Year of Award


Document Type


Degree Type

Master of Science (MS)

Degree Name

Environmental Studies

Department or School/College

Environmental Studies Program

Committee Chair

Neva Hassanein

Commitee Members

Darrell Stolle, Tom Roy


agricultural therapy, at-risk youth, horticultural therapy, restorative justice, wilderness therapy, youth harvest


University of Montana


In the mid-1990s, juvenile courts began establishing youth drug courts that blended the principles of restorative justice and the philosophy of therapeutic jurisprudence in an attempt to process juvenile drug offenders in a way that emphasizes rehabilitation of the offenders and restoration to the community. Over recent decades, wilderness therapy programs and horticultural therapy programs have become popular as alternative approaches for treating adjudicated and/or “at-risk” youth. The Youth Harvest program, which operates in conjunction with the Missoula Youth Drug Court, is a unique, therapeutic program that blends the goals of National Drug Courts and the principles of restorative justice with elements of both wilderness therapy programs and horticultural therapy programs. Through qualitative research, I have explored the goals and characteristics of Youth Harvest. The study, which began in the summer of 2008 and concluded in December of 2009, included in-depth interviews with program managers and program participants, a photovoice project, and participant observation of the program’s operation. By way of these research methods, I have determined that Youth Harvest is an experiential therapeutic program that offers benefits to its primary participants and to wider community members alike. I have identified the goals and intentions of the program as well as the individual “therapeutic factors” that, altogether, create the experience in which the therapy is embedded. I have concluded that Youth Harvest can serve as a valuable example of a unique way of trying to reach and serve adolescents in need. Due to the limited size of the study group (five adults, four adolescent participants), this research project was intended only to determine the goals and intentions of the program, from the perspective of its adult coordinators, to establish an understanding of what the Youth Harvest experience entails, and to provide a profile of several youths’ responses to participation in the program. It is exploratory in nature and offers recommendations for improvement within the program, as well as ideas for future research.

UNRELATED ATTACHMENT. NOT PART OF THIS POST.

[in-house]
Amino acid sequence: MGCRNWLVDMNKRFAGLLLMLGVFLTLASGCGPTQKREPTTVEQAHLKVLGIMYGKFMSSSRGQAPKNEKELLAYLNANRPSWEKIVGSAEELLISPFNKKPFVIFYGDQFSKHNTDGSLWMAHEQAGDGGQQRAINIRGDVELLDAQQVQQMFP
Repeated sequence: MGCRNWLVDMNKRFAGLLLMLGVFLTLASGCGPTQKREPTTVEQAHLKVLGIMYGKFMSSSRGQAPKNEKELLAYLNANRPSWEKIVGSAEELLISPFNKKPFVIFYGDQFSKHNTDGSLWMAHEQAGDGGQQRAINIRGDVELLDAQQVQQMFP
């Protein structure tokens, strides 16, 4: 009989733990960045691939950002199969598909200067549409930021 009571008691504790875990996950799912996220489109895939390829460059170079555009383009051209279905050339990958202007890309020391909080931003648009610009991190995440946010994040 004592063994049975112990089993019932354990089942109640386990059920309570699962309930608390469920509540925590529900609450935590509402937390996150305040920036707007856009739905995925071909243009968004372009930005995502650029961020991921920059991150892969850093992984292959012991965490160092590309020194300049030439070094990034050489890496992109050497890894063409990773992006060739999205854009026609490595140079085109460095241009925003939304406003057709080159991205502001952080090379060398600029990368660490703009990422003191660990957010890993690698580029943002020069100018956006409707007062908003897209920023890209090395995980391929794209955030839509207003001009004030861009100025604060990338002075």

© Copyright 2009 Rachel Christine O'Brien